The Znzi Travel Stuff Pillow, Reviewed


Last holiday season when the annual avalanche of gift guides hit websites across the land, the new Znzi Travel Stuff Travel Pillow* made appearances on lists ranging from the New York Times’ to Bustle’s to the The Dallas Diva’s. Heeding the widespread advice, I bought one for my boyfriend for Christmas.

And then I was the one to use it, mostly because I’m the one in this household who always has to fly coach. Touted as a 21st century improvement on those ubiquitous horseshoe-shaped pillows you can by in most airport terminals, the Znzi pillow comes with six magnets embedded in it, which enables the pillow to be configured in a number of shapes. It also has two suction cups, for attaching it to the plane window.

On a flight from New York City to Frankfurt, Germany, I tested the pillow out over the course of the seven and a half hours between takeoff and landing. Here’s what I found…



I don’t have any complaints here. The pillow is covered in a sort of faux-fur material that’s soft and velvety to the touch. And it spot-cleans well. (The pillow is also machine washable, but I haven’t gone down that road yet.) As far as “cushiness” goes, it’s a good combo of soft and firm.

I do with the white tag came off more easily. As you can see in the photos above, I’ve left it on for fear of damaging the pillow.



After playing around with the pillow quite  bit, I found that you can do a lot with the magnets, and less with the suctions cups.

One of my favorite configurations involves folding one third of the pillow over and securing with the magnets, as in the upper right of the photo above, then placing the bulky end on my shoulder and the remaining pillow up against the wall. This results in a cushion against the wall and support for the head at the same time.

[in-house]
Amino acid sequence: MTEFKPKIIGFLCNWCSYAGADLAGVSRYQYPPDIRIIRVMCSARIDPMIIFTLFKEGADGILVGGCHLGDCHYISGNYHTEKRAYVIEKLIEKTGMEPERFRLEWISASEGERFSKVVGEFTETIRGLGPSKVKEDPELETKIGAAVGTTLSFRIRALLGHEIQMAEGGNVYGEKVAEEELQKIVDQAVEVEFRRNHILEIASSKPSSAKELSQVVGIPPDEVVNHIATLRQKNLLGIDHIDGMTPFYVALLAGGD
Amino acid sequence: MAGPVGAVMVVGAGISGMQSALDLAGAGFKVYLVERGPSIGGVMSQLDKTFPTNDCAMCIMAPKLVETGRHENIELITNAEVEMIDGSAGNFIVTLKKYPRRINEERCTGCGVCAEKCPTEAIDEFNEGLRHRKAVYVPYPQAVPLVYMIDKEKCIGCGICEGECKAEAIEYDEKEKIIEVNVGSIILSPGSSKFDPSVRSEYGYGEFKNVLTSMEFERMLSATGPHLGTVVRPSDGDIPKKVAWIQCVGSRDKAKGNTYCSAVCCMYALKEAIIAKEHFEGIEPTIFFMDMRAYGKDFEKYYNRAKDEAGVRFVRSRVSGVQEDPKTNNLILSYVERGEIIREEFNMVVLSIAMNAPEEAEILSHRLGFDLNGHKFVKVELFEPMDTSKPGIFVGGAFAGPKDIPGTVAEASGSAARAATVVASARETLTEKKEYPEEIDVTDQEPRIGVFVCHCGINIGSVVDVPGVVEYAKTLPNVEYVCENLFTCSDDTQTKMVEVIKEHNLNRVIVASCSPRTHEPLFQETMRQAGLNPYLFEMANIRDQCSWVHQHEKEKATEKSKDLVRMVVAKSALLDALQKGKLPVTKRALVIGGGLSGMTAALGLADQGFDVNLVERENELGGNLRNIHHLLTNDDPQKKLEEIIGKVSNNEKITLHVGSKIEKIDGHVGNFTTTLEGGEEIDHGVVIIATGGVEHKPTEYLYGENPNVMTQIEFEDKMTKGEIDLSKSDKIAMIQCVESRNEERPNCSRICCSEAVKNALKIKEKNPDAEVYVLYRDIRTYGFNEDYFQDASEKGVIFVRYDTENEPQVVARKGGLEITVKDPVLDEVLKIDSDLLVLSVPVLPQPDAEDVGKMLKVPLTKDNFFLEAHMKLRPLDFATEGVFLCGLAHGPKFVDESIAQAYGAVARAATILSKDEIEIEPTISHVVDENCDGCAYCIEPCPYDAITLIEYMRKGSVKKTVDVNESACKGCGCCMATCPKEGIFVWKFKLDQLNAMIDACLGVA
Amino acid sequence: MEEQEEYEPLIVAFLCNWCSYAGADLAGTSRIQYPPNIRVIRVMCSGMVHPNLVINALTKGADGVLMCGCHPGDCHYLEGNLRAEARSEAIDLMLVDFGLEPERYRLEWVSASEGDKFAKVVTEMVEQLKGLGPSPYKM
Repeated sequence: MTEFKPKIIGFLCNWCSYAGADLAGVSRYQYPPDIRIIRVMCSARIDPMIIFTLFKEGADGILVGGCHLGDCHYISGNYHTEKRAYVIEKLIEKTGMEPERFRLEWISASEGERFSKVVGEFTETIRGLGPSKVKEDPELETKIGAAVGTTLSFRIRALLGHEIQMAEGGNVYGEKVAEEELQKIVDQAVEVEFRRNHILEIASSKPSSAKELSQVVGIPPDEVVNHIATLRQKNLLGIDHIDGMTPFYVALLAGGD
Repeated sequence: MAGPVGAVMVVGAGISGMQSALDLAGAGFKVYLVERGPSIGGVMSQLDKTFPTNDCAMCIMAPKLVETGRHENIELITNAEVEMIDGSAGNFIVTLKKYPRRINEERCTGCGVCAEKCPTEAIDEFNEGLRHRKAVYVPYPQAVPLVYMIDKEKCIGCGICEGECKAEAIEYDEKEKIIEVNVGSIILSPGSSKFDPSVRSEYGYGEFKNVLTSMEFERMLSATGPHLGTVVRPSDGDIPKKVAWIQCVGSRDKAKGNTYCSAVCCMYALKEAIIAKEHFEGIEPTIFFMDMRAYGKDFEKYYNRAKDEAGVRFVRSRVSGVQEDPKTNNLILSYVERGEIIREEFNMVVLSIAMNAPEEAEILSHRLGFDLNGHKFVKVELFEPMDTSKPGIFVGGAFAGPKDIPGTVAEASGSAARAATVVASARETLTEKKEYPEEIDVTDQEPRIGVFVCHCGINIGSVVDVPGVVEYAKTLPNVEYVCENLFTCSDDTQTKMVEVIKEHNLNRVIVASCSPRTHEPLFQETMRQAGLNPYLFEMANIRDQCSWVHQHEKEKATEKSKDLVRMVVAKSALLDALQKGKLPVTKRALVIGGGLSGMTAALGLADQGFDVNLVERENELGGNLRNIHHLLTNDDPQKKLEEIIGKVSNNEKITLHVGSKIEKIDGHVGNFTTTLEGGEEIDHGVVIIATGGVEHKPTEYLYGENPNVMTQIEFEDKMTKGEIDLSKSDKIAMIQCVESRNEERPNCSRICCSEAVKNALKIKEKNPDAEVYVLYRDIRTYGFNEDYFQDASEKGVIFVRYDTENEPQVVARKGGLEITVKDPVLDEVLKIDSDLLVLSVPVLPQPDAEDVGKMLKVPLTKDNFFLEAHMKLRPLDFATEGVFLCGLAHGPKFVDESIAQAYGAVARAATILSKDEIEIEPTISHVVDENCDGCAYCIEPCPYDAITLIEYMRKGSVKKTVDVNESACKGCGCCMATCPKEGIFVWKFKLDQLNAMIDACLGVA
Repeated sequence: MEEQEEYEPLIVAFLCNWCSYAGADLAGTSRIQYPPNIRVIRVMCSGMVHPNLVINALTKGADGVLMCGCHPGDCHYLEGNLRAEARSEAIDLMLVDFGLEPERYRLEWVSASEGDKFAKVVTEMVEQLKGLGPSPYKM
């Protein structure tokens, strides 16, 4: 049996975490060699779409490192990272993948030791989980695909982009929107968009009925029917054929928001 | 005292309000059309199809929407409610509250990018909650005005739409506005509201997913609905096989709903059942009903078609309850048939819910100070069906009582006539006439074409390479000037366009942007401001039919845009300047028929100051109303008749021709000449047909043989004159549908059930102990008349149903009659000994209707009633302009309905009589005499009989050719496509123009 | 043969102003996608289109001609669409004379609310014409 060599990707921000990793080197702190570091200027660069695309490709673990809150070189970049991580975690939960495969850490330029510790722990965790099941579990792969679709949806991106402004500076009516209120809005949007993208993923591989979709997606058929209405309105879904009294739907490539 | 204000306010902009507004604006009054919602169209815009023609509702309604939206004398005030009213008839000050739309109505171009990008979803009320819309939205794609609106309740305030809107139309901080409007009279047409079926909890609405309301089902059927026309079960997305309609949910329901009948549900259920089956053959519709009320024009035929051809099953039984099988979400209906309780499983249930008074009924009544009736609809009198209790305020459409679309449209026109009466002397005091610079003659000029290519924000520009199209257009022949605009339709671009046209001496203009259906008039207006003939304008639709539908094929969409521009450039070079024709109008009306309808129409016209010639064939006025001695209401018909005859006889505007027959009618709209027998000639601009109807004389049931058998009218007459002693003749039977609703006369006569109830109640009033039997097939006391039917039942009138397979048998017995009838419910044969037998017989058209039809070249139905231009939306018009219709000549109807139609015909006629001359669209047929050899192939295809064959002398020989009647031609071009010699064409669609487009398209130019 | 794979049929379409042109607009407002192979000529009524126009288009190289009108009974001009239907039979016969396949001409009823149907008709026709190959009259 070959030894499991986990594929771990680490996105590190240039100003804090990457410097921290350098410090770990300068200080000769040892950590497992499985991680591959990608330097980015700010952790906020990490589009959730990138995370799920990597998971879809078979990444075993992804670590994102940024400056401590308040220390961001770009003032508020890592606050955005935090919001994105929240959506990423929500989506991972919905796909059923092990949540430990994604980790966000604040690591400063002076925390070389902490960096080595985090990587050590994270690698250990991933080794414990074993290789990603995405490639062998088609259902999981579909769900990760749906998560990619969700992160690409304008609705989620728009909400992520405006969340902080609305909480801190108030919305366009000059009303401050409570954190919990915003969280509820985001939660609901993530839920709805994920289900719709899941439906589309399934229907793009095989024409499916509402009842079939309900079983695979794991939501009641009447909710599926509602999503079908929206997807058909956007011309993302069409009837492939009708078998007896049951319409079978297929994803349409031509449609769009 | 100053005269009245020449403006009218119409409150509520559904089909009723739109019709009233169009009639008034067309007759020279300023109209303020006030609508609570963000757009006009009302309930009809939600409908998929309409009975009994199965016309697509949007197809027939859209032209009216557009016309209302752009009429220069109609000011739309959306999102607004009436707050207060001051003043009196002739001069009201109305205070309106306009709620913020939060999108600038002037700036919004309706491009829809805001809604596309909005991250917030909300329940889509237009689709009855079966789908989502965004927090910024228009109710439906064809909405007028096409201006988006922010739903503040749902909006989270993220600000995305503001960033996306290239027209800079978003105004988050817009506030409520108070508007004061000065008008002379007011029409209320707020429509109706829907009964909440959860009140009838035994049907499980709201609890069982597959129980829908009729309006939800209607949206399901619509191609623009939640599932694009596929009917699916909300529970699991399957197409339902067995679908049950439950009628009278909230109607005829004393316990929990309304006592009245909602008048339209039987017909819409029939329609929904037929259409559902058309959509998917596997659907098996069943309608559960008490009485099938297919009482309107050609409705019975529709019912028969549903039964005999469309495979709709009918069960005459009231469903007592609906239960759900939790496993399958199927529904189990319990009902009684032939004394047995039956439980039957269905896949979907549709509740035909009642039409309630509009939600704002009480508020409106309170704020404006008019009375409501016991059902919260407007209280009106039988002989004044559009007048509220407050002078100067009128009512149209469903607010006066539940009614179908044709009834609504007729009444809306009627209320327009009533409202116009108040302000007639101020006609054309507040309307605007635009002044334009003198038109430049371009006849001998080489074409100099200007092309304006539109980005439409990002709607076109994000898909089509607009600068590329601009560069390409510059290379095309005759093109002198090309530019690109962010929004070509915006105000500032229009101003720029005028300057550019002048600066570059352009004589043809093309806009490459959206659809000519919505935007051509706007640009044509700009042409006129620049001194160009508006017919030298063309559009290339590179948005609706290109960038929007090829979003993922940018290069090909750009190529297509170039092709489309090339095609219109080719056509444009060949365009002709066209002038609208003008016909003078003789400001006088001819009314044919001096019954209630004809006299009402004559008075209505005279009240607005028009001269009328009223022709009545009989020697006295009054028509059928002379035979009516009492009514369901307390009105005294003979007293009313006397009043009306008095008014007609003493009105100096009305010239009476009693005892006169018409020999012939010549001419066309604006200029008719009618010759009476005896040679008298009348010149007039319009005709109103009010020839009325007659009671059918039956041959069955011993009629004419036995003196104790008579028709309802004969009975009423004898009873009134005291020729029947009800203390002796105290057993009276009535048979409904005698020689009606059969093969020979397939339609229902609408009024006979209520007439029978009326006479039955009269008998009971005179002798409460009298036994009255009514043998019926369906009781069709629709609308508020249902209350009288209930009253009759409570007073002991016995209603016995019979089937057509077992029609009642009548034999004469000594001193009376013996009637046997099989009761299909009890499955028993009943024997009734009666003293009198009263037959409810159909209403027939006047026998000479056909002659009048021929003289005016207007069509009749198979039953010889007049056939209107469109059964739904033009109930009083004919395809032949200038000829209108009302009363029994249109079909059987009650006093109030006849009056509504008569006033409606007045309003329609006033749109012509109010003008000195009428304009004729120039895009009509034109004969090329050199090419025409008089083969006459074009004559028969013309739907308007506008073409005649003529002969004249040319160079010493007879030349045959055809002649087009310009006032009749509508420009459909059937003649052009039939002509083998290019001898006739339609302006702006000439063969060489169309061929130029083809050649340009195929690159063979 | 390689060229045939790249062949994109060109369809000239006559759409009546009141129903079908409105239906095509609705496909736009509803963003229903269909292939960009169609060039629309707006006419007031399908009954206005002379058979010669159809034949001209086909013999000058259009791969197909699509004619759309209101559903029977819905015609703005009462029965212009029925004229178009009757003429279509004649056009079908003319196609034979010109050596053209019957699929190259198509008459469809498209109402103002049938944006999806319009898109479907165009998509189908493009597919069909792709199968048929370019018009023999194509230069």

You can mimic the horseshoe pillow by folding the pillow ways and attaching the magnets at all three points. It worked well and makes an acceptable replacement for it.

Folding both wings toward each other and attaching them together makes a really nice, thick pillow that works well when there’s no wall to lean against.

The suction cups are great, but the conditions have to be right for them to work. Namely, the window shade has to be up and the window has to be aligned properly with the seat. I’d say that more often than not, the stars won’t align here.

Unless you’re in business or first class and actually lying horizontal, I can’t imagine a scenario in which it would make sense to leave the pillow flat. And if you’re in business or first class, you’re not going to need to mess with a travel pillow in the first place.



The pillow folds into thirds and fits well into the bag that comes with it. The strap and clip slip over a suitcase handle, making for a convenient hands-off way to get the thing onto the plane with you. However, the strap is way too long to secure conveniently to backpacks or travel bags. I find this to be the most glaring flaw of the product as a whole.



At $38.99, the Znzi Travel Stuff Travel Pillow is pricier than other travel pillows you tend to come across. If you’re even a semi-frequent traveler on long-haul flights in economy, this pillow is worth the price for the improvement it makes to the passenger’s general comfort. Whatever weird sleeping position you’re trying to achieve, you can manipulate this pillow to get you there. We need all the help we can get in economy class these days, and this pillow provides it.

*Affiliate link. Flung occasionally uses affiliate links in its content. Doing so in no way affects our commitment to objective reporting and interpretation.
We tested out the most talked-about new travel pillow on a flight from JFK to Frankfurt, Germany.


Sarah is the founder and editor of Flung, the author of Process: The Writing Lives of Great Authors, and a widely published travel and culture writer. Follow her on Twitter or Instagram.

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